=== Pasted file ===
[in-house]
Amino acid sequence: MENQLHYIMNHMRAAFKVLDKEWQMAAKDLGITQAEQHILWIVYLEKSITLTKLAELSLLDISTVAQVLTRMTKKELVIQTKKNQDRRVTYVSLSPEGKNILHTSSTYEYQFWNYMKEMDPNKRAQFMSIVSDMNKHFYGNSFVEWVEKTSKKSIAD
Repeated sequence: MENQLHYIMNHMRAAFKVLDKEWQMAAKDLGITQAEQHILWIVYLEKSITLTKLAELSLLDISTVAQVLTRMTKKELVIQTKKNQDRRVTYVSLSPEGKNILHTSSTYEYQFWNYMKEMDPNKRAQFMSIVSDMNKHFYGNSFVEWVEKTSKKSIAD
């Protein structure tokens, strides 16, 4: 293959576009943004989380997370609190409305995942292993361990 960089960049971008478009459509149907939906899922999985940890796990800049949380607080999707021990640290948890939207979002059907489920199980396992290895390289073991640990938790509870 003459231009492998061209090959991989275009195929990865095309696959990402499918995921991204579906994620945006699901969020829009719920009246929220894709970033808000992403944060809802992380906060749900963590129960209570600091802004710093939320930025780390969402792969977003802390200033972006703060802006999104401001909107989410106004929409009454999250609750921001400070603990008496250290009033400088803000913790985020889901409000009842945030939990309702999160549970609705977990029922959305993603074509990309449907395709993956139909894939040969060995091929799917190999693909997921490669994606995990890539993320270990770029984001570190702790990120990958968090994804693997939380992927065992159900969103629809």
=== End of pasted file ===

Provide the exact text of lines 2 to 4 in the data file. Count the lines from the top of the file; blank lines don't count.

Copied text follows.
Amino acid sequence: MENQLHYIMNHMRAAFKVLDKEWQMAAKDLGITQAEQHILWIVYLEKSITLTKLAELSLLDISTVAQVLTRMTKKELVIQTKKNQDRRVTYVSLSPEGKNILHTSSTYEYQFWNYMKEMDPNKRAQFMSIVSDMNKHFYGNSFVEWVEKTSKKSIAD
Repeated sequence: MENQLHYIMNHMRAAFKVLDKEWQMAAKDLGITQAEQHILWIVYLEKSITLTKLAELSLLDISTVAQVLTRMTKKELVIQTKKNQDRRVTYVSLSPEGKNILHTSSTYEYQFWNYMKEMDPNKRAQFMSIVSDMNKHFYGNSFVEWVEKTSKKSIAD
């Protein structure tokens, strides 16, 4: 293959576009943004989380997370609190409305995942292993361990 960089960049971008478009459509149907939906899922999985940890796990800049949380607080999707021990640290948890939207979002059907489920199980396992290895390289073991640990938790509870 003459231009492998061209090959991989275009195929990865095309696959990402499918995921991204579906994620945006699901969020829009719920009246929220894709970033808000992403944060809802992380906060749900963590129960209570600091802004710093939320930025780390969402792969977003802390200033972006703060802006999104401001909107989410106004929409009454999250609750921001400070603990008496250290009033400088803000913790985020889901409000009842945030939990309702999160549970609705977990029922959305993603074509990309449907395709993956139909894939040969060995091929799917190999693909997921490669994606995990890539993320270990770029984001570190702790990120990958968090994804693997939380992927065992159900969103629809």